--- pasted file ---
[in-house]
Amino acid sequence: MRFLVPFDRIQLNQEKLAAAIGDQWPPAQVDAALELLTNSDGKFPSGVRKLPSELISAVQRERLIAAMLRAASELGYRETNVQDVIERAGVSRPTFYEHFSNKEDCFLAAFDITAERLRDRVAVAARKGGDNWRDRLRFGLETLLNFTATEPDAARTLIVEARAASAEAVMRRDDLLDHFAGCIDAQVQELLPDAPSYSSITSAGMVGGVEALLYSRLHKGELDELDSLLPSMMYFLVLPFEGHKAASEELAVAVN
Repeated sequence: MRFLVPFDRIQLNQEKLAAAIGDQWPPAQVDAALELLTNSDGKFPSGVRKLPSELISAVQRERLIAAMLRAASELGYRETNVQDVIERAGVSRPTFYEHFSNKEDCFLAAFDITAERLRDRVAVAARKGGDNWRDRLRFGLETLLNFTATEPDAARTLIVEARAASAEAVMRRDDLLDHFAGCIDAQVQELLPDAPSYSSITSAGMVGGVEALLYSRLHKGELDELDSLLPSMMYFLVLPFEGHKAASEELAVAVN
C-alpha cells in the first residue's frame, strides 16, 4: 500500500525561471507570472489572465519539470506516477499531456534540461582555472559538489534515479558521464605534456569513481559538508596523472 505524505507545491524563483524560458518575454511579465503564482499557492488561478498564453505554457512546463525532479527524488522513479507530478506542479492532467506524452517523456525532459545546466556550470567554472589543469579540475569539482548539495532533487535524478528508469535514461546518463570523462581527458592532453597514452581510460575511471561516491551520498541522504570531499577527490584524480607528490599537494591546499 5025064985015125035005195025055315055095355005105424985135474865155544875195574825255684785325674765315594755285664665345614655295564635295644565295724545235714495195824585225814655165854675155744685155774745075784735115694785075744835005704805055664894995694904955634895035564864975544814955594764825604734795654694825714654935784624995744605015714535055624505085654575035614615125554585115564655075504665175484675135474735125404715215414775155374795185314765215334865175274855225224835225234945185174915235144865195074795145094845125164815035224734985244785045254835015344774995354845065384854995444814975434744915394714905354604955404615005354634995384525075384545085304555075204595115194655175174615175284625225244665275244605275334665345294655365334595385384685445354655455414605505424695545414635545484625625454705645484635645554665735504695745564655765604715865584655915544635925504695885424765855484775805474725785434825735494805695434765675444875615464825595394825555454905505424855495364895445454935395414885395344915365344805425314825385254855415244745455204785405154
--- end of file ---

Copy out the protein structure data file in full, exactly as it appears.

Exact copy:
[in-house]
Amino acid sequence: MRFLVPFDRIQLNQEKLAAAIGDQWPPAQVDAALELLTNSDGKFPSGVRKLPSELISAVQRERLIAAMLRAASELGYRETNVQDVIERAGVSRPTFYEHFSNKEDCFLAAFDITAERLRDRVAVAARKGGDNWRDRLRFGLETLLNFTATEPDAARTLIVEARAASAEAVMRRDDLLDHFAGCIDAQVQELLPDAPSYSSITSAGMVGGVEALLYSRLHKGELDELDSLLPSMMYFLVLPFEGHKAASEELAVAVN
Repeated sequence: MRFLVPFDRIQLNQEKLAAAIGDQWPPAQVDAALELLTNSDGKFPSGVRKLPSELISAVQRERLIAAMLRAASELGYRETNVQDVIERAGVSRPTFYEHFSNKEDCFLAAFDITAERLRDRVAVAARKGGDNWRDRLRFGLETLLNFTATEPDAARTLIVEARAASAEAVMRRDDLLDHFAGCIDAQVQELLPDAPSYSSITSAGMVGGVEALLYSRLHKGELDELDSLLPSMMYFLVLPFEGHKAASEELAVAVN
C-alpha cells in the first residue's frame, strides 16, 4: 500500500525561471507570472489572465519539470506516477499531456534540461582555472559538489534515479558521464605534456569513481559538508596523472 505524505507545491524563483524560458518575454511579465503564482499557492488561478498564453505554457512546463525532479527524488522513479507530478506542479492532467506524452517523456525532459545546466556550470567554472589543469579540475569539482548539495532533487535524478528508469535514461546518463570523462581527458592532453597514452581510460575511471561516491551520498541522504570531499577527490584524480607528490599537494591546499 5025064985015125035005195025055315055095355005105424985135474865155544875195574825255684785325674765315594755285664665345614655295564635295644565295724545235714495195824585225814655165854675155744685155774745075784735115694785075744835005704805055664894995694904955634895035564864975544814955594764825604734795654694825714654935784624995744605015714535055624505085654575035614615125554585115564655075504665175484675135474735125404715215414775155374795185314765215334865175274855225224835225234945185174915235144865195074795145094845125164815035224734985244785045254835015344774995354845065384854995444814975434744915394714905354604955404615005354634995384525075384545085304555075204595115194655175174615175284625225244665275244605275334665345294655365334595385384685445354655455414605505424695545414635545484625625454705645484635645554665735504695745564655765604715865584655915544635925504695885424765855484775805474725785434825735494805695434765675444875615464825595394825555454905505424855495364895445454935395414885395344915365344805425314825385254855415244745455204785405154